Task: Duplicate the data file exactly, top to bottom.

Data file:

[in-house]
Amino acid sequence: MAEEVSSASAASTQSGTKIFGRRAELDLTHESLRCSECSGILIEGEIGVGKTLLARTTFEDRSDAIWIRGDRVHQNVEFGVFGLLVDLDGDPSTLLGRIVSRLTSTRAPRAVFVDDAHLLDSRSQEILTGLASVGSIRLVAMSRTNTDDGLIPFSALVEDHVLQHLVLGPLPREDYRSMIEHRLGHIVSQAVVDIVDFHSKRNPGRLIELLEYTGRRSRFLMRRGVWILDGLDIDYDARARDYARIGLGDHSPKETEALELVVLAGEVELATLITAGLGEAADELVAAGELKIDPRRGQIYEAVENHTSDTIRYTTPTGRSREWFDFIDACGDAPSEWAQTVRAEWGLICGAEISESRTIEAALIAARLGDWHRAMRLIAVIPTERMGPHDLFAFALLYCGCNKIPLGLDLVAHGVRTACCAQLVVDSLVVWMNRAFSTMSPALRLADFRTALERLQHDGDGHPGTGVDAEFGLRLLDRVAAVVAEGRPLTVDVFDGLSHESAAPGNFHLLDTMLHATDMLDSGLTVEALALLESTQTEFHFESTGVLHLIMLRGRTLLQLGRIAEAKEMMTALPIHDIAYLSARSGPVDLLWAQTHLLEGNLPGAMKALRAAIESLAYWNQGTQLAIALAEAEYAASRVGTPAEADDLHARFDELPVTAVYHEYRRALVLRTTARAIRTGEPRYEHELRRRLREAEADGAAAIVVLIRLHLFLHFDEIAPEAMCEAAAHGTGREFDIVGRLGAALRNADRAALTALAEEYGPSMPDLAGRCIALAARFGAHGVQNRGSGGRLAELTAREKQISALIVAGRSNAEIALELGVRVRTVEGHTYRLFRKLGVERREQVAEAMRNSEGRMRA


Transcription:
[in-house]
Amino acid sequence: MAEEVSSASAASTQSGTKIFGRRAELDLTHESLRCSECSGILIEGEIGVGKTLLARTTFEDRSDAIWIRGDRVHQNVEFGVFGLLVDLDGDPSTLLGRIVSRLTSTRAPRAVFVDDAHLLDSRSQEILTGLASVGSIRLVAMSRTNTDDGLIPFSALVEDHVLQHLVLGPLPREDYRSMIEHRLGHIVSQAVVDIVDFHSKRNPGRLIELLEYTGRRSRFLMRRGVWILDGLDIDYDARARDYARIGLGDHSPKETEALELVVLAGEVELATLITAGLGEAADELVAAGELKIDPRRGQIYEAVENHTSDTIRYTTPTGRSREWFDFIDACGDAPSEWAQTVRAEWGLICGAEISESRTIEAALIAARLGDWHRAMRLIAVIPTERMGPHDLFAFALLYCGCNKIPLGLDLVAHGVRTACCAQLVVDSLVVWMNRAFSTMSPALRLADFRTALERLQHDGDGHPGTGVDAEFGLRLLDRVAAVVAEGRPLTVDVFDGLSHESAAPGNFHLLDTMLHATDMLDSGLTVEALALLESTQTEFHFESTGVLHLIMLRGRTLLQLGRIAEAKEMMTALPIHDIAYLSARSGPVDLLWAQTHLLEGNLPGAMKALRAAIESLAYWNQGTQLAIALAEAEYAASRVGTPAEADDLHARFDELPVTAVYHEYRRALVLRTTARAIRTGEPRYEHELRRRLREAEADGAAAIVVLIRLHLFLHFDEIAPEAMCEAAAHGTGREFDIVGRLGAALRNADRAALTALAEEYGPSMPDLAGRCIALAARFGAHGVQNRGSGGRLAELTAREKQISALIVAGRSNAEIALELGVRVRTVEGHTYRLFRKLGVERREQVAEAMRNSEGRMRA